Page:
At this point, I decided that the best way to minimize friction for genuine users being false-positive matched was to return a 302 Temporary Redirect to the appropriate location. In the case of the language switcher, I reduced the functionality of the feature instead of disabling it, returning the user to the homepage of the specified language. With the layered navigation, I returned them to the category. A rough example of the configuration is below.

location ~ "Y2FubmFiaX|gvcmVzdWx0" {
	if ($http_user_agent ~ "Chrome/68\.0\.3440\.75"){
	    return 302 $url;
	    access_log /var/log/nginx/ddos.access.log full;

location ~ "(filter_[a-z]+=[0-9]+&){5,}" {
	if ($http_user_agent ~ "Chrome/68\.0\.3440\.75"){
	    return 302 $url;
	    access_log /var/log/nginx/ddos.access.log full;

(example nginx config showing regex request matching)

They occasionally switched tokens, but that was just the case of finding those requests making it through and updating the filters.

Tactics, Techniques and Procedures

Now that I had the attack under control, it was time to make a decision on how to handle this. I could simply block the responsible IP addresses, but experience says this would just agitate the attacker, giving them a reason to come back harder.

Looking at how the requests were coming in I saw that they were iterating through a loop of IP addresses in the same order. I started to block small chunks, instead of blocking them all. To visualize this, imagine that each hyphen below is an IP Address, and the red coloured ones are being blocked. I intended to create the illusion of an intermittent website failure. This is part of the attackers intention here, to deny service. So I tried to give them this.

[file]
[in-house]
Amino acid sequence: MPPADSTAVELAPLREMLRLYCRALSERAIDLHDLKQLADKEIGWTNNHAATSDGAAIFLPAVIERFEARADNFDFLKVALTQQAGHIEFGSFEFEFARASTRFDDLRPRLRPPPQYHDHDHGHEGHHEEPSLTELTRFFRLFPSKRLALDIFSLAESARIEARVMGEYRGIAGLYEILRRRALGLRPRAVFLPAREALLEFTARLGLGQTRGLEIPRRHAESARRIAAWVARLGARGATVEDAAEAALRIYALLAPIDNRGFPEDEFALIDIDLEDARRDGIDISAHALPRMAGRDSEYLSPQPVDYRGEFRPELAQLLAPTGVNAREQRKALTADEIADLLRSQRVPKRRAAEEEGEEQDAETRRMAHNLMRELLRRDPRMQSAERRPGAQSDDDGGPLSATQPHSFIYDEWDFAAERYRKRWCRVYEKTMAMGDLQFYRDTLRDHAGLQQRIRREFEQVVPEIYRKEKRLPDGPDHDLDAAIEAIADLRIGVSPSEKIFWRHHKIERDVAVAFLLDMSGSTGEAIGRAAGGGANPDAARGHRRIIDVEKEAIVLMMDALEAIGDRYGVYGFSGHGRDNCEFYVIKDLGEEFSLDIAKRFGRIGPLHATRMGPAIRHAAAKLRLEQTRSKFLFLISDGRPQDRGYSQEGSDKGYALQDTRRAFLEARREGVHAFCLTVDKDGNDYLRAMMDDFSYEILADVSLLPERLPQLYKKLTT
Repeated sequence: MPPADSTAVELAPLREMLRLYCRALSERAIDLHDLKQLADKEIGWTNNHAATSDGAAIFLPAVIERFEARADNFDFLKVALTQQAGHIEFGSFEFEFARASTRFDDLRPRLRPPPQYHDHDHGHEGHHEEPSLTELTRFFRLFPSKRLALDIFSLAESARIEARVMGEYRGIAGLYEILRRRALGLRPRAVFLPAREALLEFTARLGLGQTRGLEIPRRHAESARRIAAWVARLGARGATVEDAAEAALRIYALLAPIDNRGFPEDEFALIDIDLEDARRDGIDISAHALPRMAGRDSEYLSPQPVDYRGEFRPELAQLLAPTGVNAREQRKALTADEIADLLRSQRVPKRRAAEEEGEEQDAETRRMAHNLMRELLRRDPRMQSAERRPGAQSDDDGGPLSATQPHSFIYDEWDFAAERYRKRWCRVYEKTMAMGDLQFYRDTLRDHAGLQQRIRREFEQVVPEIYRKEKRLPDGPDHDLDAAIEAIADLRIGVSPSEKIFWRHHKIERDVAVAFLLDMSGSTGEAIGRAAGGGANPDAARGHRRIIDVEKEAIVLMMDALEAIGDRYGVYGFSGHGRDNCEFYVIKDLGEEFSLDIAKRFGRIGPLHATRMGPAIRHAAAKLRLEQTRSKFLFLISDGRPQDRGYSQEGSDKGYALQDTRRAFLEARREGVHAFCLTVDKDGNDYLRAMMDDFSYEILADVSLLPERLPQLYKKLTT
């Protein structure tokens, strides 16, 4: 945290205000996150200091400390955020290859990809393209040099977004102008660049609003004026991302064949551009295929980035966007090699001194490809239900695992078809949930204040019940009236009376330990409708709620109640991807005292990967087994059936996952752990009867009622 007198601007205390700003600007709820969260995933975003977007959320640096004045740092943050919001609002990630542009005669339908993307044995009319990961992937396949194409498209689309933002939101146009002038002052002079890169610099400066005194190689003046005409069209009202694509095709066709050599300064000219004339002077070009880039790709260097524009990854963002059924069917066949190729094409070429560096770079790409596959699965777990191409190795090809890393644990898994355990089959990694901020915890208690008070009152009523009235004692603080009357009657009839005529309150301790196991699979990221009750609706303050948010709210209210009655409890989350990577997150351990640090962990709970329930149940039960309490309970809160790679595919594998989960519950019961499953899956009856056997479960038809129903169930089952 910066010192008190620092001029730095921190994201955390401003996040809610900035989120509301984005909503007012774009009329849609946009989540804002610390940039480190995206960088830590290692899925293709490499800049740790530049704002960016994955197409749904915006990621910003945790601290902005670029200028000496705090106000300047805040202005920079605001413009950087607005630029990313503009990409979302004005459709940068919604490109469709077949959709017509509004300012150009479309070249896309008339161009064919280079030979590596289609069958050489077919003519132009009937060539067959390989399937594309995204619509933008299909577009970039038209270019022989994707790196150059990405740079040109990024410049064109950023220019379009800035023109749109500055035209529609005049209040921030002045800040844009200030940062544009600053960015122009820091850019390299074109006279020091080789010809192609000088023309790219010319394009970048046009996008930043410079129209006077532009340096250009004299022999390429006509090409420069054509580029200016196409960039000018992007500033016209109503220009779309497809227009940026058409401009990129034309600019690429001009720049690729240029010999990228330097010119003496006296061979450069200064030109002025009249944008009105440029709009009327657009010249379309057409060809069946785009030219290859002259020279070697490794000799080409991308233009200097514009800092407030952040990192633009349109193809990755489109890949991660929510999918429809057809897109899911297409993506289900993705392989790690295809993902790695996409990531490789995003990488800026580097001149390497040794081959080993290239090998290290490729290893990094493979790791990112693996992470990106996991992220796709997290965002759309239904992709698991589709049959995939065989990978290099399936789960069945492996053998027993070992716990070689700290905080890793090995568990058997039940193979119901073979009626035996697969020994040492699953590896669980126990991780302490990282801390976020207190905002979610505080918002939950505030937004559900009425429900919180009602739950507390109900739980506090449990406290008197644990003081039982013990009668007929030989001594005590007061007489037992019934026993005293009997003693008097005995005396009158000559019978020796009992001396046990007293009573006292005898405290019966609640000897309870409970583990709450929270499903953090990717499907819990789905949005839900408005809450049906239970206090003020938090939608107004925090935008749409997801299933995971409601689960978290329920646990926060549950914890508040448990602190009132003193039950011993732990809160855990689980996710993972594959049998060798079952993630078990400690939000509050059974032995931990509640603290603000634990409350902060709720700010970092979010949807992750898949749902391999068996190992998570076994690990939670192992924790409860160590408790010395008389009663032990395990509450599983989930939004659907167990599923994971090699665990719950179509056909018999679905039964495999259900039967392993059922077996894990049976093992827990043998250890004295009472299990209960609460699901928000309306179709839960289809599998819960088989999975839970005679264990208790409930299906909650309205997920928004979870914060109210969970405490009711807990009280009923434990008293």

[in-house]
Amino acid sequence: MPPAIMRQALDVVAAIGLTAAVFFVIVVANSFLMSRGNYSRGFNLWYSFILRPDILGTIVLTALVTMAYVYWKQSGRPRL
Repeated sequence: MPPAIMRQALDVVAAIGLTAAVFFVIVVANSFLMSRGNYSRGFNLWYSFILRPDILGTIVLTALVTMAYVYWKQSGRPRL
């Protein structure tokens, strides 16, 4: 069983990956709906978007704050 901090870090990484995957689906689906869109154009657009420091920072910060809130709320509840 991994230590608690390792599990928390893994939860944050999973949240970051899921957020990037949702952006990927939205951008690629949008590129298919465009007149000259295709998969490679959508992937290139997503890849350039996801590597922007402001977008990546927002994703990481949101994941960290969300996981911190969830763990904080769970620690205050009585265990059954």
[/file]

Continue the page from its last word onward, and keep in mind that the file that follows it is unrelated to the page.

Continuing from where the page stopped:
This illusion seemed to work. The attacker unleashed an additional few thousand IP addresses, another botnet, with the hopes of finally bringing the site down. These additional requests are already being filtered but it enabled me to gather more intelligence before finally using the banhammer.

David Bianco’s Pyramid of Pain

Utilising my knowledge of the Tactics, Techniques and Procedures of the attack and understanding the goal of the attacker, how they reorganise themselves during the attack, their tools and their next move, I was able to mitigate this attack.

Analysing the log files after the event, I found wget requests before, during and after the attack. Additionally, requests from Protonmail fetching the favicon around the same time as the wget requests make me think that someone, possibly the attacker, was using Protonmail to send the website URL. Maybe an update to their client on the status of the attack?

Important Notes

Sometimes a DDoS is just a cover for a deeper attack. If you are experiencing a DDoS, it is wise to look for signs of a different attack. Searching the logs for signs of SQL injection, cross-site scripting, directory traversal, and remote code execution using search terms such as:

  • OR 1=1
  • <script>
  • alert(1)
  • alert(‘xss’)
  • /etc/passwd
  • \\/..\\/..\\/..
  • nslookup
  • ping
  • perl
  • whoami

If you find these, then your priorities need to shift and focus on this instead of the DDoS. The DDoS in this case is there to create log noise, misdirect, and create weaknesses with the application while it tries to process the additional requests. If you are not using a WAF (Web Application Firewall), install one.